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MacBook Pro with Retina display dismantled by iFixit, revealing soldered RAM

MacBook Pro with Retina display dismantled by iFixit, revealing soldered RAM


A teardown of the MacBook Pro with Retina display by iFixit confirms many of the components we already knew and reveals several things that will make repair more difficult.

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The MacBook Pro with Retina display has barely been out two days, but we can now see what's inside it courtesy of iFixit. Post-teardown, it still looks like a great piece of hardware, but it's also apparent how similar it's becoming to the MacBook Air. As with the Air, the new Pro's RAM is soldered to its logic board, meaning that you'll be stuck with whatever amount you get at point of purchase. It's also using proprietary screws and Flash memory, a first for the MacBook Pro line, and the battery is affixed with glue rather than screws. That makes it much more difficult to replace, especially because it's apparently right above the fragile trackpad cable. The new one-piece screen, meanwhile, means you'll end up replacing the entire assembly if anything goes wrong.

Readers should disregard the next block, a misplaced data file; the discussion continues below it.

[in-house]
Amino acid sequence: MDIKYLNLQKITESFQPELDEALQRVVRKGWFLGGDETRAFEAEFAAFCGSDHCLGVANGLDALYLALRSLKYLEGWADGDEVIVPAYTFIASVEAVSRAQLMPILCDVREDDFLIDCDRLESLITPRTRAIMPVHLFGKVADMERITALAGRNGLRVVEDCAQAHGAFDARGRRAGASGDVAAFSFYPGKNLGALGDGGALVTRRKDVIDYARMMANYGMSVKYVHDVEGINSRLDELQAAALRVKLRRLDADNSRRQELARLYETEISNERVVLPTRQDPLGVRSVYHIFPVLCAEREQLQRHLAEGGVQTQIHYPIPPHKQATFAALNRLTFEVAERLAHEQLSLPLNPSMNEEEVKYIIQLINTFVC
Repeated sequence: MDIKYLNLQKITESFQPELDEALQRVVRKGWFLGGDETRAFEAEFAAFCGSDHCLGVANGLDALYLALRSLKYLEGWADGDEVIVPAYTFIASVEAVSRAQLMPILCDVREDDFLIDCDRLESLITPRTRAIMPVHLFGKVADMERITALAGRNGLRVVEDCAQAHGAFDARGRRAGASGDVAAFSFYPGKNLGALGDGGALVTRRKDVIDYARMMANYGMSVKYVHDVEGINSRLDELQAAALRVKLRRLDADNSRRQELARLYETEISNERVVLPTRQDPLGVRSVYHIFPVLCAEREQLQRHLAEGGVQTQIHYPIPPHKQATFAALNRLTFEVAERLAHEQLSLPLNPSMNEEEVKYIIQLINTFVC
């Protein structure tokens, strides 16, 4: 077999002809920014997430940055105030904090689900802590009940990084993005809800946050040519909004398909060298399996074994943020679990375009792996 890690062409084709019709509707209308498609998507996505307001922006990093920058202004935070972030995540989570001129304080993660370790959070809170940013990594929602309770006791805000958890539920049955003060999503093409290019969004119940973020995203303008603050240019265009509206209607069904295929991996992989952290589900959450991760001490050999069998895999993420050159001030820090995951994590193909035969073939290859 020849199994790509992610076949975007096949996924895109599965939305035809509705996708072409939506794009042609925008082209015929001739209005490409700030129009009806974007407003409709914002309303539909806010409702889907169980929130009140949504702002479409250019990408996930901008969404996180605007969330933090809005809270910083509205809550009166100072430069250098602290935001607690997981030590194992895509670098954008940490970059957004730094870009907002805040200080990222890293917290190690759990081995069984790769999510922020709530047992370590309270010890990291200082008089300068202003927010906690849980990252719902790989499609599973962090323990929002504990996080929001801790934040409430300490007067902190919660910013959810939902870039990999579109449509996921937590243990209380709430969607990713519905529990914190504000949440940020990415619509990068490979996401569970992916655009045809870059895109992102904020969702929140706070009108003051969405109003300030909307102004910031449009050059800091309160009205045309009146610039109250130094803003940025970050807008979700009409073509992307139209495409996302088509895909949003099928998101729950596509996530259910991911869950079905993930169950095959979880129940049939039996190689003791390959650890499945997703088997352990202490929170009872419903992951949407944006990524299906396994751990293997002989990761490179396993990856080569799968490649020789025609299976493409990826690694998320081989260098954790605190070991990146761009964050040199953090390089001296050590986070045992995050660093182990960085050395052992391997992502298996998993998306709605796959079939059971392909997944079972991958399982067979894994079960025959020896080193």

Outside this, the teardown confirmed some things we'd heard about when the new Pro was announced. The fan indeed has asymmetric blade spacing, meant to reduce its noise, and the components are made by Samsung, as one might expect. It's got a 95Wh battery at 10.95V (compared to 77.5Wh previously) and a pair of Broadcom chips with 802.11n dual-band wireless support and Bluetooth 4.0. And that one-piece Retina screen is apparently quite the visual treat. You can find the entire teardown, with pictures, over here.